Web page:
- July 2 - In its 2001-2002 term, the U.S. Supreme Court attacked civil rights
and liberties, striking blows to the separation of church and state, the Americans
with Disabilities Act (ADA), the privacy rights of students and other fundamental
rights. The number of close decisions -- often by 5-4 votes -- that were led or
joined by Associate Justices Antonin Scalia and Clarence Thomas points out the
grave risk presented by future appointees in the mold of these two right-wing
A new report released today by People For the American Way Foundation (PFAWF)
chronicles the threat posed by the Supreme Court's ultra-conservative members
to decades of progress on civil rights and liberties, the environment and other
fundamental freedoms. In its annual update to 2000's groundbreaking Courting Disaster,
PFAWF analyzes the 2001-2002 term's non-criminal law decisions in six areas: civil
rights and discrimination, federalism and governmental authority, privacy rights
and reproductive freedom, religious liberty, free expression and censorship, and
consumer and worker protection.
"The last eight years have been the longest gap between Supreme Court
appointments in 179 years. We are long overdue for a new associate justice, who
will help determine the future of our civil rights, environmental protections,
reproductive rights, privacy, religious liberty, freedom of expression and so
much more," People For the American Way Foundation President Ralph G. Neas
The 2002 Courting Disaster report profiles the growing strength of the Court's
right-wing bloc. In one case, the court severely limited the ADA by ruling that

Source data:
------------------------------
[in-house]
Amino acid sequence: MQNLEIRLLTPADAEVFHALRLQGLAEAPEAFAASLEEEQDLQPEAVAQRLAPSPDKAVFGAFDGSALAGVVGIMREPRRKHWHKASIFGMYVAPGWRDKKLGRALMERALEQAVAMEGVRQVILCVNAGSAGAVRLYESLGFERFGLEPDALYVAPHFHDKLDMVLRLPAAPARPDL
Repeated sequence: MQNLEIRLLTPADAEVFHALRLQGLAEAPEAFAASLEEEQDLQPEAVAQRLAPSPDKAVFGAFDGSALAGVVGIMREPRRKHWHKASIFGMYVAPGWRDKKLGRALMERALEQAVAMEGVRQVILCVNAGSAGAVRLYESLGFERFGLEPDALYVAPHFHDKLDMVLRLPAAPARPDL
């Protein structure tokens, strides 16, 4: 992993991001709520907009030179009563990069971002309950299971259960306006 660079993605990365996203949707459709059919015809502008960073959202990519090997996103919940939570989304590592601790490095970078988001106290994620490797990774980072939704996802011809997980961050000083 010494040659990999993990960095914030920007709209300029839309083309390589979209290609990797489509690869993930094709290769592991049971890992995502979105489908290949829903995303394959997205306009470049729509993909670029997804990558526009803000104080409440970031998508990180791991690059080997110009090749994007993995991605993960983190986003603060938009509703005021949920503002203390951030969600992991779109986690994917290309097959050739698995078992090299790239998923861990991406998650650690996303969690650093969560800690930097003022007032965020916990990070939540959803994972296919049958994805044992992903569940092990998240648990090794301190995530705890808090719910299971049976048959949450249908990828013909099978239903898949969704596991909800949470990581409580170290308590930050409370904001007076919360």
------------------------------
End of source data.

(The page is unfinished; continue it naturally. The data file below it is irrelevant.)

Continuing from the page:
a company need not alter some of its personnel policies to accommodate a disabled
worker. In another decision, the Court promoted a "states' rights" agenda
by ruling that federal administrative agencies cannot hold states responsible
for disobeying federal law, essentially denying citizens effective recourse in
many such cases. And in one of its final rulings, the closely divided Court perilously
undermined the wall between church and state by upholding a school voucher plan.
PFAWF's report also features several cases in which the Court rejected by narrow
margins efforts by Scalia and Thomas to diminish government protections for patients'
rights, the environment, and civil rights.
"By examining the work of these two justices in their own words, we can
see how crucial it is that the next associate justice have a commitment to the
Constitution's protection of all Americans," said Neas. "President Bush
stated that he would seek to fill Supreme Court vacancies with justices like Scalia
and Thomas. The latest installment of Courting Disaster demonstrates the disastrous
consequences that another Scalia or Thomas could bring. Indeed, a Scalia-Thomas
majority could shatter more than a hundred Supreme Court precedents."
The Courting Disaster 2002
update is available online at http://www.pfaw.org/issues/judiciary/reports/courting_disaster_2002.pdf